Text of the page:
opened up the West.
He admitted that the PNM may
have faltered along the way but it
was important to give credit where
it was due. He said while all of the
promises have not been achieved,
one has to take into consideration---
the initiation of Unit Trust, national
insurance, First Citizens Bank, the
purchase of Petrotrin, which
includes Texaco, BP Fyzabad, BP
Palo Seco and Shell...the purchase
of Caroni (1975) Ltd, recovering two
of the most valuable pieces of real
estate in Trinidad...13,000 acres of
land in Chaguaramas and 77,000
acres purchased from Tate & Lyle.
He said these decisions and
actions have laid the foundation for
where the country is right now.
Ferriera said in 1960, the gov-
ernment purchased what is now
called "TSTT" for $12 million and
subsequently bought Textel.
"Look at what they have turned
out to be today," he said.
Saying he has been through it all,
Ferriera said in 1956 there were only
two secondary schools---Queen s
Royal College and St George s Col-
"Between 1971 and 1991, the
PNM built 34 secondary schools
south of the Caroni River. All those
schools like Couva Secondary,
Williamsville, Gasparillo, Cedros
and so on, they built that.
"As a matter of fact, the school
that Prime Minister was speaking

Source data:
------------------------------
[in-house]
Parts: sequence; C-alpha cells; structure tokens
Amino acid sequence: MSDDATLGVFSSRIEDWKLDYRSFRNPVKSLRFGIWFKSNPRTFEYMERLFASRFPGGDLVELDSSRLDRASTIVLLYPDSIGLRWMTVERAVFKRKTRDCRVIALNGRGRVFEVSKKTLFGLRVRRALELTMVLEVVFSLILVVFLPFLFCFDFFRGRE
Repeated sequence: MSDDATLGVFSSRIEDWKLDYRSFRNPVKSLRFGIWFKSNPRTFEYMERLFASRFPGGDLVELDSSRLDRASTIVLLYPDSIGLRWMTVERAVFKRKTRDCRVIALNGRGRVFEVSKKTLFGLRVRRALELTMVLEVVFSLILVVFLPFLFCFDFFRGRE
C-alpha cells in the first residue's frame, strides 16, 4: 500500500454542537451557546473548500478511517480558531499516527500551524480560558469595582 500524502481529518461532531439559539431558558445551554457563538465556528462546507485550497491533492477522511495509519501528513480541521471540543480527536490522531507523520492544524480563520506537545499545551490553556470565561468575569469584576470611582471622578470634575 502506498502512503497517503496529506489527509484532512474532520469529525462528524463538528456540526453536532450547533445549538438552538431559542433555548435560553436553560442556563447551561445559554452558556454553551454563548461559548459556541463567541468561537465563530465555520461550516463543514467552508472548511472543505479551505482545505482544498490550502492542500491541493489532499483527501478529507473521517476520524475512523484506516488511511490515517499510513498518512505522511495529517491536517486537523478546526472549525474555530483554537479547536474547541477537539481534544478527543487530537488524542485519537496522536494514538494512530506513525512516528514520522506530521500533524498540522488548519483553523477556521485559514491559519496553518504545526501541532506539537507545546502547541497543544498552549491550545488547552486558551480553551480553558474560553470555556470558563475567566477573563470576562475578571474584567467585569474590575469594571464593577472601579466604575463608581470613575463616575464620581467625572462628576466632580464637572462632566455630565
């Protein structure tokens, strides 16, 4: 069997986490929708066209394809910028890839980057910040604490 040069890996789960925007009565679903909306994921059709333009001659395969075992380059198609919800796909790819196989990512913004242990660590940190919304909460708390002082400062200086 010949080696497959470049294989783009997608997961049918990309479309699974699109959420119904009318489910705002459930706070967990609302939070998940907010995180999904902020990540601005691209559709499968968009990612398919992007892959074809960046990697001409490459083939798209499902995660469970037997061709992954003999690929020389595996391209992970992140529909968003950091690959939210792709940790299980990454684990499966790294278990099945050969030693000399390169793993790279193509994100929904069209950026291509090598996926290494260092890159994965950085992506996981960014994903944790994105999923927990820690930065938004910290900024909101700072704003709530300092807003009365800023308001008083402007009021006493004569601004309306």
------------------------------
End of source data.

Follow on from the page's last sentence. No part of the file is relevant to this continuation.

at the other night in Gasparillo was
built by the PNM."
Ferriera said, "They have all made
mistakes, no one is perfect."
No response from Imbert
2015 PNM manifesto architect
and long-standing member of the
party, Colm Imbert was contacted
on August 21 to share his views on
PNM manifesto promises over the
When contacted via telephone,
Imbert said, "I had absolutely no
idea this is what you wanted me to
talk about (PNM manifestos)."
He said, "This story makes no
sense, no sense at all. Why would
anyone want to go back to 1956?
"We are in 2015. I can talk to you
about what I said yesterday (August
22 at the manifesto launch)."
However, he agreed to answer
questions via email, saying he did
not speak "off the cuff or sponta-
neously about these matters" and
needed time to digest the ques-
No response was forthcoming
that day but on August 22, Imbert
contacted the Sunday Guardian and
said he did not receive the email
since it may have been "inactive"
and provided another address. He
said he could only answer the ques-
tions by August 24 since he was
heading to a walkabout.
Told on August 23 via email that
he did not answer the ten questions,
he said, "I thought I did."
His last response was, "I would
Sunday Guardian www.guardian.co.tt August 30, 2015
RHONDA KRYSTAL RAMBALLY
A discerning electorate should be
interested in finding out from its
political party how it intends to
diversify the economy after the gen-
Economist Indera Sagewan-Alli
said in developed countries citizens
called on the authorities to answer
questions on more pertinent matters
instead of the trivial ones being put
forward on the platform.
"We as a people have not sought
to have that expectation that prom-
ises in a manifesto must be imple-
mented," she said in an interview
Sagewan-Alli spoke with the Sun-
day Guardian about manifesto prom-